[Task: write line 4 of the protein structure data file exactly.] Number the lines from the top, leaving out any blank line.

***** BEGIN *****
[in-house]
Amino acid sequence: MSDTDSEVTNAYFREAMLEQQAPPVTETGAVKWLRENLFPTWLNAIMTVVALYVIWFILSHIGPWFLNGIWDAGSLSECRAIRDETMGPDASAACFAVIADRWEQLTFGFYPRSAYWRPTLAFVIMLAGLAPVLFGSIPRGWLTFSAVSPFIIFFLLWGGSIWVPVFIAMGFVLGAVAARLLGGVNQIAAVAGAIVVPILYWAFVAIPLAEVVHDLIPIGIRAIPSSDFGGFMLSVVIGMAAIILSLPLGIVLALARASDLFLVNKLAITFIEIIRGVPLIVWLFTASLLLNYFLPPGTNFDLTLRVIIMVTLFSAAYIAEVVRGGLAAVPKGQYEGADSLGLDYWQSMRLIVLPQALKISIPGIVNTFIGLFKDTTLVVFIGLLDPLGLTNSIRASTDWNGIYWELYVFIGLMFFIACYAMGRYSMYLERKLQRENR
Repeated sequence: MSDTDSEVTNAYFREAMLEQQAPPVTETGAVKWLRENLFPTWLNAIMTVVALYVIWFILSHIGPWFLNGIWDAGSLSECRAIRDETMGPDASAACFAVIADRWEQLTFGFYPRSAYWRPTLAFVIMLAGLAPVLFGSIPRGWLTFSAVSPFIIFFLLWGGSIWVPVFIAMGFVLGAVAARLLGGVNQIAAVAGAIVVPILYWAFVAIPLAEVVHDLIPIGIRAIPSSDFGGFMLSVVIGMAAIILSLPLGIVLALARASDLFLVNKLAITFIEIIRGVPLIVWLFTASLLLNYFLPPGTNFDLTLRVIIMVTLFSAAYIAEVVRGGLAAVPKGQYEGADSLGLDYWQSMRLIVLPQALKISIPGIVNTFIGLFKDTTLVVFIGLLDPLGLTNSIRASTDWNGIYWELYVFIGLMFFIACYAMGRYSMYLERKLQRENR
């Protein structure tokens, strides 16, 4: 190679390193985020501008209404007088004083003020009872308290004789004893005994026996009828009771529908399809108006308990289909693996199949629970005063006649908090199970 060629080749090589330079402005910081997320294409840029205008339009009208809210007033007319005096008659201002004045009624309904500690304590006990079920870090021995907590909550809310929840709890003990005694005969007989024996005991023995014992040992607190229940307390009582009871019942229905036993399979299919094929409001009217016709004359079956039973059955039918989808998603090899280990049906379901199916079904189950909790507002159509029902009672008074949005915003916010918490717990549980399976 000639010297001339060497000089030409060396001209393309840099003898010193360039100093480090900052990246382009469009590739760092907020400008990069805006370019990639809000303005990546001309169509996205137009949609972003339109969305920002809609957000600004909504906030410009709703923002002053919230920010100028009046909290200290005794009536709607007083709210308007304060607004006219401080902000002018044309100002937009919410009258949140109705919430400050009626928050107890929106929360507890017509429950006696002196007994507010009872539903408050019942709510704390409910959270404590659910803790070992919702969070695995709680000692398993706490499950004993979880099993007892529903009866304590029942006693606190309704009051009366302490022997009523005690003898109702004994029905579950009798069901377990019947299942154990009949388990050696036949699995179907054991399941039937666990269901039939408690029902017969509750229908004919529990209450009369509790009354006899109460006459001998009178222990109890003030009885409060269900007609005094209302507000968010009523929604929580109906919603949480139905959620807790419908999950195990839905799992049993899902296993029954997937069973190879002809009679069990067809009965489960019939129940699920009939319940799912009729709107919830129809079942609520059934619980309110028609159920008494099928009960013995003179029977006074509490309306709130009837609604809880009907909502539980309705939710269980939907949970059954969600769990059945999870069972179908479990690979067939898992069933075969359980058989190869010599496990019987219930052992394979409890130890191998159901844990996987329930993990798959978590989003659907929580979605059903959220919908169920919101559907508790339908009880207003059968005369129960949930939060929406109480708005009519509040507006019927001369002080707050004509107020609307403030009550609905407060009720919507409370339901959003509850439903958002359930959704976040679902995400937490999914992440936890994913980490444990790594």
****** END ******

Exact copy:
């Protein structure tokens, strides 16, 4: 190679390193985020501008209404007088004083003020009872308290004789004893005994026996009828009771529908399809108006308990289909693996199949629970005063006649908090199970 060629080749090589330079402005910081997320294409840029205008339009009208809210007033007319005096008659201002004045009624309904500690304590006990079920870090021995907590909550809310929840709890003990005694005969007989024996005991023995014992040992607190229940307390009582009871019942229905036993399979299919094929409001009217016709004359079956039973059955039918989808998603090899280990049906379901199916079904189950909790507002159509029902009672008074949005915003916010918490717990549980399976 000639010297001339060497000089030409060396001209393309840099003898010193360039100093480090900052990246382009469009590739760092907020400008990069805006370019990639809000303005990546001309169509996205137009949609972003339109969305920002809609957000600004909504906030410009709703923002002053919230920010100028009046909290200290005794009536709607007083709210308007304060607004006219401080902000002018044309100002937009919410009258949140109705919430400050009626928050107890929106929360507890017509429950006696002196007994507010009872539903408050019942709510704390409910959270404590659910803790070992919702969070695995709680000692398993706490499950004993979880099993007892529903009866304590029942006693606190309704009051009366302490022997009523005690003898109702004994029905579950009798069901377990019947299942154990009949388990050696036949699995179907054991399941039937666990269901039939408690029902017969509750229908004919529990209450009369509790009354006899109460006459001998009178222990109890003030009885409060269900007609005094209302507000968010009523929604929580109906919603949480139905959620807790419908999950195990839905799992049993899902296993029954997937069973190879002809009679069990067809009965489960019939129940699920009939319940799912009729709107919830129809079942609520059934619980309110028609159920008494099928009960013995003179029977006074509490309306709130009837609604809880009907909502539980309705939710269980939907949970059954969600769990059945999870069972179908479990690979067939898992069933075969359980058989190869010599496990019987219930052992394979409890130890191998159901844990996987329930993990798959978590989003659907929580979605059903959220919908169920919101559907508790339908009880207003059968005369129960949930939060929406109480708005009519509040507006019927001369002080707050004509107020609307403030009550609905407060009720919507409370339901959003509850439903958002359930959704976040679902995400937490999914992440936890994913980490444990790594």